This is a dog training video filmed in High Wycombe focusing on toy play in dogs by Laura ward from animal minds alike training and behaviour. The training is based in High Wycombe, Buckinghamshire but all surrounding areas are covered including Berkshire, Hertfordshire, Surrey and London. This exercise if focusing on tug of war to see how useful it is as a training exercise.
Tug of war is a great game for bonding with your dog as well as giving them the chance to let off steam and do what comes naturally to them in a controlled and safe way.
It doesn’t make them aggressive or dominant as the wife tale says and it does not matter who wins. In fact if your dog is playing with you as a friend and he wins, he will often bring the toy back to play more. The dogs usually alter their tugging strength to suit their opponent because they want it to be fun for you too, otherwise they understand you won’t want to play anymore.
In this dog training video Laura plays a tug of war game with Ollie the dog. She start Ollie off in a sit and gives him a let’s play signal. As soon as he hears the signal Ollie jumps on the toy and has a nice game of tug with Laura.
In the dog training video you will see that Laura keeps the game going for about 30 seconds so he can get into the game and not get frustrated because it ends too quickly. To stop the game Laura takes his collar gently and waits for him to let go. You will see that Ollie releases the toy straight away and then Laura rewarded him with the lets play signal again.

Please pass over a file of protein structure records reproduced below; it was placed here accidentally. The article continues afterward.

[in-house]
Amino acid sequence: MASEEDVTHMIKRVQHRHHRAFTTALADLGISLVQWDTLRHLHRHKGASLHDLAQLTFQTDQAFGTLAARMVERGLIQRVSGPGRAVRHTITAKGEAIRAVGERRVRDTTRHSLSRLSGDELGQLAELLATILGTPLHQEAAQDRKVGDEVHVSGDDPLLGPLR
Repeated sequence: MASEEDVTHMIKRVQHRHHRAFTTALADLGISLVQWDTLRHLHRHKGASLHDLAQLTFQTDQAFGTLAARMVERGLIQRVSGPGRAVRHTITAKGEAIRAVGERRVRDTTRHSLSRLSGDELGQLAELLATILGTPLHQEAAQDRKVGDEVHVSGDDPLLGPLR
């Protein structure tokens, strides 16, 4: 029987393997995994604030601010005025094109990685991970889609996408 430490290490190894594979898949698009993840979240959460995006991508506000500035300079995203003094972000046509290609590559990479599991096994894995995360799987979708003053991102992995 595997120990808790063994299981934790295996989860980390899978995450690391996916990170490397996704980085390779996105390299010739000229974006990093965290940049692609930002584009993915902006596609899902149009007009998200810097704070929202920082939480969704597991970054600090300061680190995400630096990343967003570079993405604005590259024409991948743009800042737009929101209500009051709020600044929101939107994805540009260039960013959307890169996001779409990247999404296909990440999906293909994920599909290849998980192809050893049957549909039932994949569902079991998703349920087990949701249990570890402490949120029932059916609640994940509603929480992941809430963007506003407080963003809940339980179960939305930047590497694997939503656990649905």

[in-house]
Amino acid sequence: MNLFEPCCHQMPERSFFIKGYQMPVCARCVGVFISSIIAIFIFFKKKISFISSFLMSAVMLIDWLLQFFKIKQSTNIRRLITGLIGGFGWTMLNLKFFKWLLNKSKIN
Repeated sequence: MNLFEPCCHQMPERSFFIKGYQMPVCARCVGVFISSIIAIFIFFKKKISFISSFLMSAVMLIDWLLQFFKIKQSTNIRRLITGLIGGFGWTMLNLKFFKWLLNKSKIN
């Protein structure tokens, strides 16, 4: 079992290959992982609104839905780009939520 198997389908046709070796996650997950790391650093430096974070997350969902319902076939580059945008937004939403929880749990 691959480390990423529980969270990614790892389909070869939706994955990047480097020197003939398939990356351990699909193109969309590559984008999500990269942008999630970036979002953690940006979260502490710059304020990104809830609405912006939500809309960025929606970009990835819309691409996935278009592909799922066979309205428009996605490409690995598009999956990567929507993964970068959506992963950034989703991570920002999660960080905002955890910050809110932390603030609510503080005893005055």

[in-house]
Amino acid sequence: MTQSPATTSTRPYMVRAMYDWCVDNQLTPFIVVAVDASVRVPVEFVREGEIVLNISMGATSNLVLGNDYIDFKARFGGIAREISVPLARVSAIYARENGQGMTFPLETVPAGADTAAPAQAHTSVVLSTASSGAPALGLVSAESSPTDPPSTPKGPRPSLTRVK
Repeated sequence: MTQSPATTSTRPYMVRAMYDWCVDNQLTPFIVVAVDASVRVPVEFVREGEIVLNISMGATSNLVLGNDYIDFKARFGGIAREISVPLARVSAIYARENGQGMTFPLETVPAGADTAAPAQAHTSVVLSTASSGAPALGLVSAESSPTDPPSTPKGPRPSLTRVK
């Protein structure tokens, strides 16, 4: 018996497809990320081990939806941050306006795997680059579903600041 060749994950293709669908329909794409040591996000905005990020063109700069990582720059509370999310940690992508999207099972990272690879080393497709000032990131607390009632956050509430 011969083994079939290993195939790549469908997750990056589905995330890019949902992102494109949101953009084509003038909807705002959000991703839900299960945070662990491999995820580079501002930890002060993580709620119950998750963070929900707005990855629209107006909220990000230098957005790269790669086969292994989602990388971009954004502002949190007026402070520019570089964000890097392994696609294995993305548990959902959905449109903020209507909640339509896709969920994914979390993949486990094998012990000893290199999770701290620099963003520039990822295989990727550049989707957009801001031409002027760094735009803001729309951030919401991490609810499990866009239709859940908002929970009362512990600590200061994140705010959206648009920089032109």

For dogs that are new to this exercise you may be waiting a while for them to let go but the important thing is not to pull back because you don’t want it to become a conflict or a game where they get used to clamping down on the toy even harder. So just be patient, make the body go floppy and wait for them to release. As soon as they let you can start the game again so they learn that letting go is actually a really good thing.
About three quarters through the dog training video Laura tested the Dogs impulse control by waving the toy around a little close to him and he didn’t jump on to the toy until he heard the lets play signal. Once the dog is confidently releasing the toy nice and quickly you can then start to add in a word, such as drop. You start to then reinforce that the drop is a good command for letting go of the toy. You can use this exercise on dogs that also like to steal things and become possessive of toys but also as a preventative measure to make sure they don’t become possessive and that it doesn’t become a conflict to get things off them.